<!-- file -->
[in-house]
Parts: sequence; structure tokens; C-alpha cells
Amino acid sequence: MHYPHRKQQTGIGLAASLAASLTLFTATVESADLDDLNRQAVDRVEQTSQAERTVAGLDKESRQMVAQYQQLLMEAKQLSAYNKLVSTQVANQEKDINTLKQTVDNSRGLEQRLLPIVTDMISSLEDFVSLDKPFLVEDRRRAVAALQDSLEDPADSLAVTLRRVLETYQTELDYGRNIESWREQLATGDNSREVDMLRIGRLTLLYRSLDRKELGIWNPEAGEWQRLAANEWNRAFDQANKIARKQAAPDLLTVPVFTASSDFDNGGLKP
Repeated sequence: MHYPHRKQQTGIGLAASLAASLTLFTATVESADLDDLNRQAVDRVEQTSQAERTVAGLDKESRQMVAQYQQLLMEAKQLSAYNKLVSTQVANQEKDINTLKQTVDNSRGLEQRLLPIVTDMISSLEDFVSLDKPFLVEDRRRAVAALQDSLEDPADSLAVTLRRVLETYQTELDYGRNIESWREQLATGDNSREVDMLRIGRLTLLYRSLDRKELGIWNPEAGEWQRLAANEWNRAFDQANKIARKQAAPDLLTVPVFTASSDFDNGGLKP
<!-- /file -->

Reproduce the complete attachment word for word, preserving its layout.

[in-house]
Parts: sequence; structure tokens; C-alpha cells
Amino acid sequence: MHYPHRKQQTGIGLAASLAASLTLFTATVESADLDDLNRQAVDRVEQTSQAERTVAGLDKESRQMVAQYQQLLMEAKQLSAYNKLVSTQVANQEKDINTLKQTVDNSRGLEQRLLPIVTDMISSLEDFVSLDKPFLVEDRRRAVAALQDSLEDPADSLAVTLRRVLETYQTELDYGRNIESWREQLATGDNSREVDMLRIGRLTLLYRSLDRKELGIWNPEAGEWQRLAANEWNRAFDQANKIARKQAAPDLLTVPVFTASSDFDNGGLKP
Repeated sequence: MHYPHRKQQTGIGLAASLAASLTLFTATVESADLDDLNRQAVDRVEQTSQAERTVAGLDKESRQMVAQYQQLLMEAKQLSAYNKLVSTQVANQEKDINTLKQTVDNSRGLEQRLLPIVTDMISSLEDFVSLDKPFLVEDRRRAVAALQDSLEDPADSLAVTLRRVLETYQTELDYGRNIESWREQLATGDNSREVDMLRIGRLTLLYRSLDRKELGIWNPEAGEWQRLAANEWNRAFDQANKIARKQAAPDLLTVPVFTASSDFDNGGLKP